292/F V-ATPase* No Visual impairment, hypocalcemic convulsions, hepatosplenomegaly, anemia, thrombocytopenia 2 mo 6 mo 
302/F V-ATPase* No Visual impairment, hypocalcemic convulsions, hepatosplenomegaly, anemia 1 mo 3.5 mo 
303/F V-ATPase* No Visual impairment, hepatosplenomegaly, hypocalcemia, anemia 0.5 mo 2 mo 
323/F ND Yes Hypocalcemic convulsions At birth 1.5 mo  
332/M V-ATPase* No Hypocalcemic convulsions, splenomegaly 0.5 mo 5 mo  
364/F ND No Visual impairment, anemia, thrombocytopenia 5 mo 6 mo 

ND indicates not determined.

*

Mutations in the a3 subunit of the vacuolar H+-ATPase described in Kornak et al.3 

Transplantation procedure

Details of HLA-matching, of the preparative conditioning, and of the transplants used are shown in Table2. Conditioning consisted of busulfan 4 to 5 mg/kg orally in divided doses daily for 4 days (total dose 16-20 mg/kg), thiotepa 10 mg/kg intravenously (IV) in 2 divided doses for 1 day, and either IVs cyclophosphamide 50 mg/kg once daily for 4 consecutive days (total dose 200 mg/kg; 4 patients) or cyclophosphamide 60 mg/kg once daily IV for 2 consecutive days (total dose 120 mg/kg; 1 patient) or fludarabine 40 mg/m2 IV once daily for 5 consecutive days (total dose 200 mg/m2, 2 patients). For rejection prophylaxis, 6 patients received antihuman thymocyte globulin IV (ATG, Lymphoglobulin, Pasteur-Merieux, Leimen, Germany) for 3 or 4 consecutive days (total dose 20-30 mg/kg), and 1 patient received OKT-3 (Orthoclone OKT 3, Janssen-Cilag, Neuss, Germany) 0.1 mg/kg once daily IV for 10 consecutive days (total dose 1 mg/kg).

Table 2.

Transplant characteristics and outcome

UPNDonor/HLA-mismatchPreparative regimenTransplanted cellsHematopoietic reconstitution (day after SCT)Major complicationsChimerism (last study)Outcome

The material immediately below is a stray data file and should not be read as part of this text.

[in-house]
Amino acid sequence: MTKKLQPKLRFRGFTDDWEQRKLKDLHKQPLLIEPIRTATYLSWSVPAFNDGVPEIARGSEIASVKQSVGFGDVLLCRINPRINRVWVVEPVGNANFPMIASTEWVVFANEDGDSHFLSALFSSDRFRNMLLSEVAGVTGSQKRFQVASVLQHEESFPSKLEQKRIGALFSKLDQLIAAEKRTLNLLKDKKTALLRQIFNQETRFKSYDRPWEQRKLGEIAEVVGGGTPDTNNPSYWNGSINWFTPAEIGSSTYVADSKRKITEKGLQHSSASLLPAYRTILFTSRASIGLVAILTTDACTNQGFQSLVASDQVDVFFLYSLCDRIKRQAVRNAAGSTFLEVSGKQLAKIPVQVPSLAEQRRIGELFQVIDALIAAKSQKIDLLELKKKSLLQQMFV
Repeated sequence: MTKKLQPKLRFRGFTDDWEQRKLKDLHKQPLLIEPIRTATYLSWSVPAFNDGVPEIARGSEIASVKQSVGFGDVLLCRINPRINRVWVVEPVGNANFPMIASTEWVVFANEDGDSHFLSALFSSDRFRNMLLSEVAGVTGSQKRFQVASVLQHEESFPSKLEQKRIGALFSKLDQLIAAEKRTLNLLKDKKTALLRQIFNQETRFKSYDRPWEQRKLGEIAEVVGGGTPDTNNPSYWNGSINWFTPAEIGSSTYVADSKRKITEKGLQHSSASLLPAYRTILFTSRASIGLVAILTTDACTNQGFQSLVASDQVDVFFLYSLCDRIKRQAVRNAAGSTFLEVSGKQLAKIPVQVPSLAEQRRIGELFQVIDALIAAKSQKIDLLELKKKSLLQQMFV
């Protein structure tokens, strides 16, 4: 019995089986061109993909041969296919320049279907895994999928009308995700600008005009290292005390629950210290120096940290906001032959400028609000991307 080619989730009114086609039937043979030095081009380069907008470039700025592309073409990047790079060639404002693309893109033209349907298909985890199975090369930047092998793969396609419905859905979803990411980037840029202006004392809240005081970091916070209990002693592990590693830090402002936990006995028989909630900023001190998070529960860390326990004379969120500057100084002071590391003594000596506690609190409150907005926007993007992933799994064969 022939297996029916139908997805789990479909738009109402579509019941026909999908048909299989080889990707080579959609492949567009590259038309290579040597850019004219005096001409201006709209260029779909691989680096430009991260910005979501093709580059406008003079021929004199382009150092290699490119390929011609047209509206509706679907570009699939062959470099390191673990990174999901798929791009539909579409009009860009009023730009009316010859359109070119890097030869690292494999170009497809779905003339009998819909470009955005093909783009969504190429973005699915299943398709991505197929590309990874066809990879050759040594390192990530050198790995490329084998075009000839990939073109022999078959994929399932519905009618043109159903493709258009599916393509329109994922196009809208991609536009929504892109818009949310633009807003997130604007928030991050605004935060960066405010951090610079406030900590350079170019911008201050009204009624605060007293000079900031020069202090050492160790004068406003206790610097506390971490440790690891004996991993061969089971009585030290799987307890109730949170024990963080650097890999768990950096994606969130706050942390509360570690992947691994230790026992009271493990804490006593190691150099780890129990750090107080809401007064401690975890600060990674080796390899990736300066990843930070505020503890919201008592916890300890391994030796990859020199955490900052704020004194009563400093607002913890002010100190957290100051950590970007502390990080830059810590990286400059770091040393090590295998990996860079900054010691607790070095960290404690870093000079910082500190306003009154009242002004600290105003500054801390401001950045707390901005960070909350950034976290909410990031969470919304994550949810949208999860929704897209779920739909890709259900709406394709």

CD34+ cells (× 106/kg)T-cells (× 104/kg)Neutro/μLRetiPlatelets/μL
Initial graftBoostInitial graftBoost> 500> 1000> 1.0%> 20 000> 100 000
275 Mother/1 Ag (A) Bu (16), Thio (10), Cy (200), ATG 25 40  (d + 42) 2.8 2.6 27 44 45 49 75 Respiratory insufficiency, CMV-disease, VOD (liver) Full donor (5 y) a/w (>60 mo) minor visual impairment  
292 (1st HSCT) Father/3 Ag
(A, B, DR-B1) 
Bu (20), Thio (10), Cy (120), ATG 36 — 1.1 — — — — — — Rejection NE  
292 (2nd HSCT) Mother/3 Ag
(A, B, DR-B1) 
5 Gy splenic radiation, OKT-3 56 — 9.1 — — — — — — CMV-pneumonitis, ARDS, VOD (liver) NE dead (d + 34)  
302 Father/3 Ag
(A, B, DR-B1) 
Bu (16), Thio (10), Cy (200), ATG 20 10  (d + 11) 0.8 0.4 22 33 24 44 130 — Full donor (4 y) a/w (>48 mo) visual impairment 
303 Father/1 Ag (DR-B1) Bu (20), Thio (10), Cy (200), ATG 36 24  (d + 10) 11.1 7.4 NE 10 51 330 Respiratory insufficiency, VOD (liver) Full donor (3 y) a/w (>47 mo) visual impairment, mental retardation  
323 Father/3 Ag
(A, B, DR-B1) 
Bu (20), Thio (10), Cy (200), ATG 12 12  (d + 10) 1.2 1.2 22 — — 70 — Respiratory insufficiency, VOD (lung and liver) Full donor (+37 d) dead (d + 84)  
332 Father/3 Ag
(A, B, DR-B1) 
Bu (20), Thio (10), Flu,*ATG 43 2 × 43
(d + 7, + 42) 
1.7 2 × 1, 7 17 68 50 53 57 — Full donor (2 y) a/w (>36 mo)  
364 Aunt/1 Ag (DR-B1) Bu (20), Thio (10), Flu,* OKT-3 15 15  (d + 10) 1.6 1.6 14 55 13 50 58 — Full donor (1.5 y) a/w (>25 mo) visual impairment 
UPNDonor/HLA-mismatchPreparative regimenTransplanted cellsHematopoietic reconstitution (day after SCT)Major complicationsChimerism (last study)Outcome
CD34+ cells (× 106/kg)T-cells (× 104/kg)Neutro/μLRetiPlatelets/μL
Initial graftBoostInitial graftBoost> 500> 1000> 1.0%> 20 000> 100 000
275 Mother/1 Ag (A) Bu (16), Thio (10), Cy (200), ATG 25 40  (d + 42) 2.8 2.6 27 44 45 49 75 Respiratory insufficiency, CMV-disease, VOD (liver) Full donor (5 y) a/w (>60 mo) minor visual impairment  
292 (1st HSCT) Father/3 Ag
(A, B, DR-B1) 
Bu (20), Thio (10), Cy (120), ATG 36 — 1.1 — — — — — — Rejection NE  
292 (2nd HSCT) Mother/3 Ag
(A, B, DR-B1) 
5 Gy splenic radiation, OKT-3 56 — 9.1 — — — — — — CMV-pneumonitis, ARDS, VOD (liver) NE dead (d + 34)  
302 Father/3 Ag
(A, B, DR-B1) 
Bu (16), Thio (10), Cy (200), ATG 20 10  (d + 11) 0.8 0.4 22 33 24 44 130 — Full donor (4 y) a/w (>48 mo) visual impairment